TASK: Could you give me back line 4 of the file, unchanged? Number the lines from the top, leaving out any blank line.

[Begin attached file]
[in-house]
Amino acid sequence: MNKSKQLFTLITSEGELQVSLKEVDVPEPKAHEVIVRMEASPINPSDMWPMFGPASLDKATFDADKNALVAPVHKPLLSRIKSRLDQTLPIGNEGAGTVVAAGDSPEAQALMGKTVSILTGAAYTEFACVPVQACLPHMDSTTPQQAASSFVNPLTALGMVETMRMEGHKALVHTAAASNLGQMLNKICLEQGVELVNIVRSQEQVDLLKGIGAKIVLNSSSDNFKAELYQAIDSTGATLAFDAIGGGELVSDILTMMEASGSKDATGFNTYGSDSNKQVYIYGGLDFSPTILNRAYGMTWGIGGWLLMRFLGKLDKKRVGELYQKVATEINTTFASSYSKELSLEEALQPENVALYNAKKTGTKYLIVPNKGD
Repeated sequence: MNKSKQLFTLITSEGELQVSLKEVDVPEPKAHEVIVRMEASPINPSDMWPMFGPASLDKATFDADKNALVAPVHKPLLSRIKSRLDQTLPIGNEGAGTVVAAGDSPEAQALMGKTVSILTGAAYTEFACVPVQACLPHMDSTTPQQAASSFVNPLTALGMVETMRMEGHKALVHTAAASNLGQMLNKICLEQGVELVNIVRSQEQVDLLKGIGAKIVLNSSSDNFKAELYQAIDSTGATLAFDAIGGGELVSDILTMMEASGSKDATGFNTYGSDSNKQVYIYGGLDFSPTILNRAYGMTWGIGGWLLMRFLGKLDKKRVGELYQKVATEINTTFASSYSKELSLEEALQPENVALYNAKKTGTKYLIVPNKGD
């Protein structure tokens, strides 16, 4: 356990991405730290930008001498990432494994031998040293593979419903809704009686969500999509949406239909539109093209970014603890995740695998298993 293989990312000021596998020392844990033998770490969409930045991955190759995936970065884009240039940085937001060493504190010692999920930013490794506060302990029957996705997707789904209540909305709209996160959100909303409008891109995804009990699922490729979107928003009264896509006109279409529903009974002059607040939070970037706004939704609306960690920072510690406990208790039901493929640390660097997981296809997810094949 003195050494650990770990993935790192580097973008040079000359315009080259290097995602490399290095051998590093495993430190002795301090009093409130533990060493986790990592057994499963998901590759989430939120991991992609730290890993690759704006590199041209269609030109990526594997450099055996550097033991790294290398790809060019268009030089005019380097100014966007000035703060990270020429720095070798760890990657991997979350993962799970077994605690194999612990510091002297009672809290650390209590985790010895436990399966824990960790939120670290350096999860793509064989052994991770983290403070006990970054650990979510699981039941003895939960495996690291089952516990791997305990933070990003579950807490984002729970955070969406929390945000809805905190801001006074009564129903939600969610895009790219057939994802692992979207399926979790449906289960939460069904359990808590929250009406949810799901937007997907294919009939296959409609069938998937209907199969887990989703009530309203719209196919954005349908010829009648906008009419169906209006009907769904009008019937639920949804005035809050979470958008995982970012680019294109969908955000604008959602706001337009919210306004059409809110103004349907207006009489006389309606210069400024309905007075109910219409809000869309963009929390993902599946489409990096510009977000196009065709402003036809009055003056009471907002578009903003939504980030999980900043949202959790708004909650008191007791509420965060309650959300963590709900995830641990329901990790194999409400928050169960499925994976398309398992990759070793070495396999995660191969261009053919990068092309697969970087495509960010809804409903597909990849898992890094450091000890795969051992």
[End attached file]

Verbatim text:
């Protein structure tokens, strides 16, 4: 356990991405730290930008001498990432494994031998040293593979419903809704009686969500999509949406239909539109093209970014603890995740695998298993 293989990312000021596998020392844990033998770490969409930045991955190759995936970065884009240039940085937001060493504190010692999920930013490794506060302990029957996705997707789904209540909305709209996160959100909303409008891109995804009990699922490729979107928003009264896509006109279409529903009974002059607040939070970037706004939704609306960690920072510690406990208790039901493929640390660097997981296809997810094949 003195050494650990770990993935790192580097973008040079000359315009080259290097995602490399290095051998590093495993430190002795301090009093409130533990060493986790990592057994499963998901590759989430939120991991992609730290890993690759704006590199041209269609030109990526594997450099055996550097033991790294290398790809060019268009030089005019380097100014966007000035703060990270020429720095070798760890990657991997979350993962799970077994605690194999612990510091002297009672809290650390209590985790010895436990399966824990960790939120670290350096999860793509064989052994991770983290403070006990970054650990979510699981039941003895939960495996690291089952516990791997305990933070990003579950807490984002729970955070969406929390945000809805905190801001006074009564129903939600969610895009790219057939994802692992979207399926979790449906289960939460069904359990808590929250009406949810799901937007997907294919009939296959409609069938998937209907199969887990989703009530309203719209196919954005349908010829009648906008009419169906209006009907769904009008019937639920949804005035809050979470958008995982970012680019294109969908955000604008959602706001337009919210306004059409809110103004349907207006009489006389309606210069400024309905007075109910219409809000869309963009929390993902599946489409990096510009977000196009065709402003036809009055003056009471907002578009903003939504980030999980900043949202959790708004909650008191007791509420965060309650959300963590709900995830641990329901990790194999409400928050169960499925994976398309398992990759070793070495396999995660191969261009053919990068092309697969970087495509960010809804409903597909990849898992890094450091000890795969051992």